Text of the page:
10…1+ + + +

> 9

10

Example A.

The sequence 1,

The Harmonic Series and the Integral Test

However the fact that lim an 0 does not guarantee

that their sum converges. Here is an example.

1

2 ,

1

2 ,

1

3 ,

1

3 ,

1

3 ,

1

4 ,

1

4 ,

1

4 ,

1

4 , 0,1

5 , ..

but their sum 1+1

2

+ 1

2

1

3

1

3

1

3

1

4

1

4

1

4

1

4

1

5 ..+ + + + + + + + = ∞

An important sequence that goes to 0 but sums to ∞

is the harmonic sequence: {1/n} = 1

2 ,

1

3 ,

1

4 , ..1,{ }

To see that they sum to ∞, sum in blocks as shown:

1

2

1

3

1

10…1+ + + + 1

11+ 1

100… +

> 9

10

Example A.

The sequence 1,

The Harmonic Series and the Integral Test

However the fact that lim an 0 does not guarantee

that their sum converges. Here is an example.

1

2 ,

1

2 ,

1

3 ,

1

3 ,

1

3 ,

1

4 ,

1

4 ,

1

4 ,

1

4 , 0,1

5 , ..

but their sum 1+1

2

+ 1

2

1

3

1

3

1

3

1

4

1

4

1

4

1

4

1

5 ..+ + + + + + + + = ∞

An important sequence that goes to 0 but sums to ∞

is the harmonic sequence: {1/n} = 1

2 ,

1

3 ,

1

4 , ..1,{ }

To see that they sum to ∞, sum in blocks as shown:

1

2

1

3

1

10…1+ + + + 1

11+ 1

100… +

> 9

10 > 90

100

= 9

10

Example A.

The sequence 1,

The Harmonic Series and the Integral Test

However the fact that lim an 0 does not guarantee

that their sum converges. Here is an example.

1

2 ,

1

2 ,

1

3 ,

1

3 ,

1

3 ,

1

4 ,

1

4 ,

1

4 ,

1

4 , 0,1

5 , ..

but their sum 1+1

2

+ 1

2

1

3

1

3

1

3

1

4

1

4

1

4

1

4

1

5 ..+ + + + + + + + = ∞

An important sequence that goes to 0 but sums to ∞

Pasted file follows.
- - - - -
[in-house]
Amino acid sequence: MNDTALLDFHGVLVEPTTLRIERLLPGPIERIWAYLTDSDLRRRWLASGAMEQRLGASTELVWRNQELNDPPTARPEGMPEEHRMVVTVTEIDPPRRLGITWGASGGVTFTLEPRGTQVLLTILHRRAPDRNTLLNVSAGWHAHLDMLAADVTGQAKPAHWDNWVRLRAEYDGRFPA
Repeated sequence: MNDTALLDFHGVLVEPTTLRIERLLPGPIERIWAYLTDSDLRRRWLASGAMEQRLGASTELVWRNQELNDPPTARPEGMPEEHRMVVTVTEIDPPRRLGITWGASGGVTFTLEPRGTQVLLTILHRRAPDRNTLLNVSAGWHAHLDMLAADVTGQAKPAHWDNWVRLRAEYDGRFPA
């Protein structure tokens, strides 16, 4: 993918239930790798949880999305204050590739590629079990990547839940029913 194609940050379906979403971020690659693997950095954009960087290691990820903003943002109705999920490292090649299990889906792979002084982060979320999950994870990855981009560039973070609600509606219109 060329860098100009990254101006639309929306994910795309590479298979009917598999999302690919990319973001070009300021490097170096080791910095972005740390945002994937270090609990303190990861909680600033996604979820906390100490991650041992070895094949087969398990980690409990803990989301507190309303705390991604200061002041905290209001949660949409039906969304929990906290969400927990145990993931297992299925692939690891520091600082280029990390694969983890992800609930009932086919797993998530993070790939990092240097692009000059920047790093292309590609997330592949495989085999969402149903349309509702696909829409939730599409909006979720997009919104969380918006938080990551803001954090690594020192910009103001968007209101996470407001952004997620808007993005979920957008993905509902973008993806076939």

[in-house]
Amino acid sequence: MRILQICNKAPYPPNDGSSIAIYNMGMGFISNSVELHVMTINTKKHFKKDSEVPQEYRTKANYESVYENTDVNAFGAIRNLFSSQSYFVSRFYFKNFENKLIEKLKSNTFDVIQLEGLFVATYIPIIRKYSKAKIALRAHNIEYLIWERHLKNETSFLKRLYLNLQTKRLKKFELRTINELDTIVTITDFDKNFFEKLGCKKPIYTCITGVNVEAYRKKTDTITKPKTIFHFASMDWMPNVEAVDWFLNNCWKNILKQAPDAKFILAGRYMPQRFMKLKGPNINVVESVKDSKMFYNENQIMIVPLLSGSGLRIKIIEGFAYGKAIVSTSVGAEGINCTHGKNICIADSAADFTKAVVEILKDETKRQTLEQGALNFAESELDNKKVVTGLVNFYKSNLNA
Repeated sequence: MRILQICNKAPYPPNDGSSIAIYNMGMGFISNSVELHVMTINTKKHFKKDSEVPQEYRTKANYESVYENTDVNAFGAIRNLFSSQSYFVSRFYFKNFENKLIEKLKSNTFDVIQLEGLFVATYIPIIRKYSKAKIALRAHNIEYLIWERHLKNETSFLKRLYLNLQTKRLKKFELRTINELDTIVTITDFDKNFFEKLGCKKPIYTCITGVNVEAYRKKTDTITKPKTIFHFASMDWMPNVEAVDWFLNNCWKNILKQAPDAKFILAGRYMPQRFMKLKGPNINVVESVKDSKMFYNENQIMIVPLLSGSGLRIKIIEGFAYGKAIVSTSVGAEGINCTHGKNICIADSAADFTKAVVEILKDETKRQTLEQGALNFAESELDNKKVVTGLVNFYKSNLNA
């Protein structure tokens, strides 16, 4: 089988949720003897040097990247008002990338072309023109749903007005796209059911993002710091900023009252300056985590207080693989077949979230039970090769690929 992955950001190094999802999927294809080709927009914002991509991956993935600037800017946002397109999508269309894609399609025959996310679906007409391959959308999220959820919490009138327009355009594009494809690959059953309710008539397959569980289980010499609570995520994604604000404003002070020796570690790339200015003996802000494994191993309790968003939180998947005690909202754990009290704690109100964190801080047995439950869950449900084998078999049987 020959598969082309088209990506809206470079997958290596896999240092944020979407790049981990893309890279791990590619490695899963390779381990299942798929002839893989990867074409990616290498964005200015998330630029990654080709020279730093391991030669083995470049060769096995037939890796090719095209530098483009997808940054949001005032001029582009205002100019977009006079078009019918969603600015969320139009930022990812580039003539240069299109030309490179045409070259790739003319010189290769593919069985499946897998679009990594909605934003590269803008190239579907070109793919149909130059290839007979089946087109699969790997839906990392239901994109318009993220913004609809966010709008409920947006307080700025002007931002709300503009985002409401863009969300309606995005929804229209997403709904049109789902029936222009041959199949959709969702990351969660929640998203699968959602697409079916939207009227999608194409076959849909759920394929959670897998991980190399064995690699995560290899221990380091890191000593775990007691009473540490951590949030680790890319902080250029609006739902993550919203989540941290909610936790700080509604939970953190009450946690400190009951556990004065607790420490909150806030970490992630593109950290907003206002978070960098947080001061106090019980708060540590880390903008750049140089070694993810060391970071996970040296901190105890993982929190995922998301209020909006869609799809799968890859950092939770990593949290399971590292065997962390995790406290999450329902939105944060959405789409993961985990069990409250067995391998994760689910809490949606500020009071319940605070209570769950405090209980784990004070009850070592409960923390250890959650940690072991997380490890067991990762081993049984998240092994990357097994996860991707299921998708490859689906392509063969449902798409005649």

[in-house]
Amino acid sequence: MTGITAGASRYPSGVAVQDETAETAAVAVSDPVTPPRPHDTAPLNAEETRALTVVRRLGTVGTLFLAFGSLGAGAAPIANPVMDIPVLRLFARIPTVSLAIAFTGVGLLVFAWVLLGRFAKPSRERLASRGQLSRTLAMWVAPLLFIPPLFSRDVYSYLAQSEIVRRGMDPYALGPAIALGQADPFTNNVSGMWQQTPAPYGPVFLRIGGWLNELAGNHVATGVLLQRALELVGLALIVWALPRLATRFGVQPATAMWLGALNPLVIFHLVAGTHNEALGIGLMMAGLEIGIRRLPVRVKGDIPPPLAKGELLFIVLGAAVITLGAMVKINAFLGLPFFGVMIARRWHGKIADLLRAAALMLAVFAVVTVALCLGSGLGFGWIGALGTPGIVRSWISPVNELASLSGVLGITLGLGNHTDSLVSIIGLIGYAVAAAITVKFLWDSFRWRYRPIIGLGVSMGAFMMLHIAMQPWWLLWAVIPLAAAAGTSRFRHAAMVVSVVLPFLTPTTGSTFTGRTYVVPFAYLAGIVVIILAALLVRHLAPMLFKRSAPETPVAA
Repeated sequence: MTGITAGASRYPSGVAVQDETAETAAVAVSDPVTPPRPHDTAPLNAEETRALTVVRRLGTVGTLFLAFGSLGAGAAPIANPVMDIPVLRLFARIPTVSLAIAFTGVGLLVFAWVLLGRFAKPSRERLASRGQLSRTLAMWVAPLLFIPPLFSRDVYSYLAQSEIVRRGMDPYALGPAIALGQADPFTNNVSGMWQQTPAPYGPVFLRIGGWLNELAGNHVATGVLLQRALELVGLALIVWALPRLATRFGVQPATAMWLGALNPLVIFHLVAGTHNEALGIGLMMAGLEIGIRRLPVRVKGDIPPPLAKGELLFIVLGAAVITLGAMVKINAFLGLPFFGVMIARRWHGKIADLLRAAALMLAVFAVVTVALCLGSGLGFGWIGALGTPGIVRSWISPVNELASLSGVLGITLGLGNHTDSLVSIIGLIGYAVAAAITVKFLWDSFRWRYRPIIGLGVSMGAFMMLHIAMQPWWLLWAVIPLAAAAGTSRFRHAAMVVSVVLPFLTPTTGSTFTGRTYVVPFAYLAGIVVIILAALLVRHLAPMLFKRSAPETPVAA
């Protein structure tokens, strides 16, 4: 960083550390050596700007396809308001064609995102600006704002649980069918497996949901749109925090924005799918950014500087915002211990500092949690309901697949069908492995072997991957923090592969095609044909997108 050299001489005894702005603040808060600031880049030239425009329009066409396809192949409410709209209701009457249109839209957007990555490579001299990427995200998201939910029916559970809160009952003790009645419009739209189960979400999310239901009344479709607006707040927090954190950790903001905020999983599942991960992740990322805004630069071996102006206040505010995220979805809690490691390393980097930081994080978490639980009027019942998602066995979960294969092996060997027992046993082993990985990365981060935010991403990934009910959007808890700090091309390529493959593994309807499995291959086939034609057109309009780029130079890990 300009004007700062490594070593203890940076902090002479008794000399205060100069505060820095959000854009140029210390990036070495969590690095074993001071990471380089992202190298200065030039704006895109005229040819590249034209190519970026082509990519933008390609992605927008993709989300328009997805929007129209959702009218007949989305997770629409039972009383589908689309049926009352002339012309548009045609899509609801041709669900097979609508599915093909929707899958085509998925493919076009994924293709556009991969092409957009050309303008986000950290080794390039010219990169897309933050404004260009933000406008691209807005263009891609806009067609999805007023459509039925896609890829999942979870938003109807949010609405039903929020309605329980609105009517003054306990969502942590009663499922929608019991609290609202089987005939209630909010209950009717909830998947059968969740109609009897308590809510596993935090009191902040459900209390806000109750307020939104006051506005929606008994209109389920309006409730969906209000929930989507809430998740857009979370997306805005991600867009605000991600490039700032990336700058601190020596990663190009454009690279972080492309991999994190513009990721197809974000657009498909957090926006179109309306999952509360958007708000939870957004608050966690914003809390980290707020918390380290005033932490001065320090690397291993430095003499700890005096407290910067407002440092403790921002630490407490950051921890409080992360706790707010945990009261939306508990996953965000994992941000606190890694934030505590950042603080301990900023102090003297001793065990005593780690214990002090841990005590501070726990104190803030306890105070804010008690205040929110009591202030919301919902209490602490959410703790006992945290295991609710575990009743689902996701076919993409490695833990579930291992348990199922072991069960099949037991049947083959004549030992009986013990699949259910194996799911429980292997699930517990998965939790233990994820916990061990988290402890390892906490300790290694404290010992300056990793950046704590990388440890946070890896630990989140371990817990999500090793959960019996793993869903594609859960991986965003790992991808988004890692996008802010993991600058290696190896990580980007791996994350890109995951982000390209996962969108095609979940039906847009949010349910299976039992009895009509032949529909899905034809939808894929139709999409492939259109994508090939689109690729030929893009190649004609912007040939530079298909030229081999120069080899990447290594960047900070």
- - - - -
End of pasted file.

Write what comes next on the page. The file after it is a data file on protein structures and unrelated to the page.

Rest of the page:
is the harmonic sequence: {1/n} = 1

2 ,

1

3 ,

1

4 , ..1,{ }

To see that they sum to ∞, sum in blocks as shown:

1

2

1

3

1

10…1+ + + + 1

11+ 1

100… + 1

101+ 1

1000… +

> 9

10 > 90

100

= 9

10

Example A.

The sequence 1,

The Harmonic Series and the Integral Test

However the fact that lim an 0 does not guarantee

that their sum converges. Here is an example.

1

2 ,

1

2 ,

1

3 ,

1

3 ,

1

3 ,

1

4 ,

1

4 ,

1

4 ,

1

4 , 0,1

5 , ..

but their sum 1+1

2

+ 1

2

1

3

1

3

1

3

1

4

1

4

1

4

1

4

1

5 ..+ + + + + + + + = ∞

An important sequence that goes to 0 but sums to ∞

is the harmonic sequence: {1/n} = 1

2 ,

1

3 ,

1

4 , ..1,{ }

To see that they sum to ∞, sum in blocks as shown:

1

2

1

3

1

10…1+ + + + 1

11+ 1

100… + 1

101+ 1

1000… +

> 9

10 > 90

100

= 9

10

>

1000

=

10

900 9

Example A.

The sequence 1,

The Harmonic Series and the Integral Test

However the fact that lim an 0 does not guarantee

that their sum converges. Here is an example.

1

2 ,

1

2 ,

1

3 ,

1

3 ,

1

3 ,

1

4 ,

1

4 ,

1

4 ,

1

4 , 0,1

5 , ..

but their sum 1+1

2

+ 1

2

1

3

1

3

1

3

1

4

1

4

1

4

1

4

1

5 ..+ + + + + + + + = ∞

An important sequence that goes to 0 but sums to ∞

is the harmonic sequence: {1/n} = 1

2 ,

1

3 ,

1

4 , ..1,{ }

To see that they sum to ∞, sum in blocks as shown:

1

2

1

3

1

10…1+ + + + 1

11+ 1

100… + 1

101+ 1

1000… + + …

> 9

10 > 90

100

= 9

10

>

1000

=

10

900 9

= ∞

Example A.

The sequence 1,

The Harmonic Series and the Integral Test

However the fact that lim an 0 does not guarantee

that their sum converges. Here is an example.

1

2 ,

1

2 ,

1

3 ,

1

3 ,

1

3 ,

1

4 ,

1

4 ,

1

4 ,

1

4 , 0,1

5 , ..

but their sum 1+1

2

+ 1

2

1

3

1

3

1

3

1

4

1

4

1

4

1

4

1

5 ..+ + + + + + + + = ∞

An important sequence that goes to 0 but sums to ∞

is the harmonic sequence: {1/n} = 1

2 ,

1

3 ,

1

4 , ..1,{ }

To see that they sum to ∞, sum in blocks as shown:

1

2

1

3

1

10…1+ + + + 1

11+ 1

100… + 1

101+ 1

1000… + + …

> 9

10 > 90

100

= 9

10

>

1000

=

10

900 9

= ∞

Hence the harmonic series diverges.

The Harmonic Series and the Integral Test

The divergent harmonic series

Σn=1

∞

1/n = 1

2

1

3 …1+ + + = ∞

Area = ∞

y = 1/x

The Harmonic Series and the Integral Test

The divergent harmonic series

Σn=1

∞

1/n = 1

2

1

3 …1+ + + = ∞

∫1

x

1 dx = ∞

∞

is the discrete version of the improper integral

Area = ∞

Area = ∞

y = 1/x

y = 1/x

The Harmonic Series and the Integral Test

The divergent harmonic series

Σn=1

∞

1/n = 1

2

1

3 …1+ + + = ∞

∫1

x

1 dx = ∞

The series 1/np are called p-series and they